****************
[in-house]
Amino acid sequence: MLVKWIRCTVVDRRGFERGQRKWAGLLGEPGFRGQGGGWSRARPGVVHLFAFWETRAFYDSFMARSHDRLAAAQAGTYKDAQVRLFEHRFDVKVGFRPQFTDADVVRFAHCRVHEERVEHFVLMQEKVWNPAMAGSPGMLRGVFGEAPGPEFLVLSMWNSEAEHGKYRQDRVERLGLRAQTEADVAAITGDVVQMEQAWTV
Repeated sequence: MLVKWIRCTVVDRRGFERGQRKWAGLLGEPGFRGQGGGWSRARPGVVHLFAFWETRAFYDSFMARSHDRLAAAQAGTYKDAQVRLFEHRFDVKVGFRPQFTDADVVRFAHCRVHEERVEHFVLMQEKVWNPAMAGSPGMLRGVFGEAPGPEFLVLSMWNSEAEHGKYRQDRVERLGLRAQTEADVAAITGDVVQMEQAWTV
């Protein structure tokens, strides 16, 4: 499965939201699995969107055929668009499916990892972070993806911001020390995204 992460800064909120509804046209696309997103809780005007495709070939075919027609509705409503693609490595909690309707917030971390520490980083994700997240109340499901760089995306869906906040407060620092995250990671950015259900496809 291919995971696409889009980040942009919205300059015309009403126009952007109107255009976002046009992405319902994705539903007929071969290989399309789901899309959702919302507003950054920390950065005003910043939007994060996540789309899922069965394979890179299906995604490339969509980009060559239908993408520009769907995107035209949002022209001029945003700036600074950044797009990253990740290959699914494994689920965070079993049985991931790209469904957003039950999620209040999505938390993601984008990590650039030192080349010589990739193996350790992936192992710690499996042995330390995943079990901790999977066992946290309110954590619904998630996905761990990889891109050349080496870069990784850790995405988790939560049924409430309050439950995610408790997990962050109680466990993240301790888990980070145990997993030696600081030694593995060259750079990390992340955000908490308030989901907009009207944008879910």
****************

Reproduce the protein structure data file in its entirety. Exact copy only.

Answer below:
[in-house]
Amino acid sequence: MLVKWIRCTVVDRRGFERGQRKWAGLLGEPGFRGQGGGWSRARPGVVHLFAFWETRAFYDSFMARSHDRLAAAQAGTYKDAQVRLFEHRFDVKVGFRPQFTDADVVRFAHCRVHEERVEHFVLMQEKVWNPAMAGSPGMLRGVFGEAPGPEFLVLSMWNSEAEHGKYRQDRVERLGLRAQTEADVAAITGDVVQMEQAWTV
Repeated sequence: MLVKWIRCTVVDRRGFERGQRKWAGLLGEPGFRGQGGGWSRARPGVVHLFAFWETRAFYDSFMARSHDRLAAAQAGTYKDAQVRLFEHRFDVKVGFRPQFTDADVVRFAHCRVHEERVEHFVLMQEKVWNPAMAGSPGMLRGVFGEAPGPEFLVLSMWNSEAEHGKYRQDRVERLGLRAQTEADVAAITGDVVQMEQAWTV
């Protein structure tokens, strides 16, 4: 499965939201699995969107055929668009499916990892972070993806911001020390995204 992460800064909120509804046209696309997103809780005007495709070939075919027609509705409503693609490595909690309707917030971390520490980083994700997240109340499901760089995306869906906040407060620092995250990671950015259900496809 291919995971696409889009980040942009919205300059015309009403126009952007109107255009976002046009992405319902994705539903007929071969290989399309789901899309959702919302507003950054920390950065005003910043939007994060996540789309899922069965394979890179299906995604490339969509980009060559239908993408520009769907995107035209949002022209001029945003700036600074950044797009990253990740290959699914494994689920965070079993049985991931790209469904957003039950999620209040999505938390993601984008990590650039030192080349010589990739193996350790992936192992710690499996042995330390995943079990901790999977066992946290309110954590619904998630996905761990990889891109050349080496870069990784850790995405988790939560049924409430309050439950995610408790997990962050109680466990993240301790888990980070145990997993030696600081030694593995060259750079990390992340955000908490308030989901907009009207944008879910």